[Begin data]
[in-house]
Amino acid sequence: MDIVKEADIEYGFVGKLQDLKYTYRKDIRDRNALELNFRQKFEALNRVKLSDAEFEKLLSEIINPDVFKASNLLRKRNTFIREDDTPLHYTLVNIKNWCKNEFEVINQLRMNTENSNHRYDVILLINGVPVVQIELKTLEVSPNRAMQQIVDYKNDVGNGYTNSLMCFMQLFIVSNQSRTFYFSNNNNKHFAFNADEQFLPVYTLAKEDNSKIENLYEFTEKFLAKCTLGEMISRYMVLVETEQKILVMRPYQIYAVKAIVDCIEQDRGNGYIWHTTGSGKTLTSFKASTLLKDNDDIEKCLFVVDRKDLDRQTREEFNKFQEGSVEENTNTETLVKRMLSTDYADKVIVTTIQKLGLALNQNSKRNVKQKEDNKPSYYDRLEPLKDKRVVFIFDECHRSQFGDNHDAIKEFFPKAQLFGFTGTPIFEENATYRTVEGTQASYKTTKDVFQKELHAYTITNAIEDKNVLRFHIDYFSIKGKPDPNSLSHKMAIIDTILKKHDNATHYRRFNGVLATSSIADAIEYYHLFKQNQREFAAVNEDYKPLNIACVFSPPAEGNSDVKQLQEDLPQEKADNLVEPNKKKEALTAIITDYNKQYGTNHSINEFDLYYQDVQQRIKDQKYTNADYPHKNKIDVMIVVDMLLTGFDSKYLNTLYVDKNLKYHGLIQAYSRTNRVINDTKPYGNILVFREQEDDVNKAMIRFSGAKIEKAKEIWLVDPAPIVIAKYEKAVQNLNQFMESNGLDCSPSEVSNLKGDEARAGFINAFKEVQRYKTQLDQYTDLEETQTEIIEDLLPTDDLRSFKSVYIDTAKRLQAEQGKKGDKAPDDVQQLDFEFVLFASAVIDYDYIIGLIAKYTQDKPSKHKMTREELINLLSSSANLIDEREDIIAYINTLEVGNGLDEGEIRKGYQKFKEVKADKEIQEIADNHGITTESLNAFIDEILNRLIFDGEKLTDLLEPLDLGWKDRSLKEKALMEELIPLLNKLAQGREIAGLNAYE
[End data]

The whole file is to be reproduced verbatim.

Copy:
[in-house]
Amino acid sequence: MDIVKEADIEYGFVGKLQDLKYTYRKDIRDRNALELNFRQKFEALNRVKLSDAEFEKLLSEIINPDVFKASNLLRKRNTFIREDDTPLHYTLVNIKNWCKNEFEVINQLRMNTENSNHRYDVILLINGVPVVQIELKTLEVSPNRAMQQIVDYKNDVGNGYTNSLMCFMQLFIVSNQSRTFYFSNNNNKHFAFNADEQFLPVYTLAKEDNSKIENLYEFTEKFLAKCTLGEMISRYMVLVETEQKILVMRPYQIYAVKAIVDCIEQDRGNGYIWHTTGSGKTLTSFKASTLLKDNDDIEKCLFVVDRKDLDRQTREEFNKFQEGSVEENTNTETLVKRMLSTDYADKVIVTTIQKLGLALNQNSKRNVKQKEDNKPSYYDRLEPLKDKRVVFIFDECHRSQFGDNHDAIKEFFPKAQLFGFTGTPIFEENATYRTVEGTQASYKTTKDVFQKELHAYTITNAIEDKNVLRFHIDYFSIKGKPDPNSLSHKMAIIDTILKKHDNATHYRRFNGVLATSSIADAIEYYHLFKQNQREFAAVNEDYKPLNIACVFSPPAEGNSDVKQLQEDLPQEKADNLVEPNKKKEALTAIITDYNKQYGTNHSINEFDLYYQDVQQRIKDQKYTNADYPHKNKIDVMIVVDMLLTGFDSKYLNTLYVDKNLKYHGLIQAYSRTNRVINDTKPYGNILVFREQEDDVNKAMIRFSGAKIEKAKEIWLVDPAPIVIAKYEKAVQNLNQFMESNGLDCSPSEVSNLKGDEARAGFINAFKEVQRYKTQLDQYTDLEETQTEIIEDLLPTDDLRSFKSVYIDTAKRLQAEQGKKGDKAPDDVQQLDFEFVLFASAVIDYDYIIGLIAKYTQDKPSKHKMTREELINLLSSSANLIDEREDIIAYINTLEVGNGLDEGEIRKGYQKFKEVKADKEIQEIADNHGITTESLNAFIDEILNRLIFDGEKLTDLLEPLDLGWKDRSLKEKALMEELIPLLNKLAQGREIAGLNAYE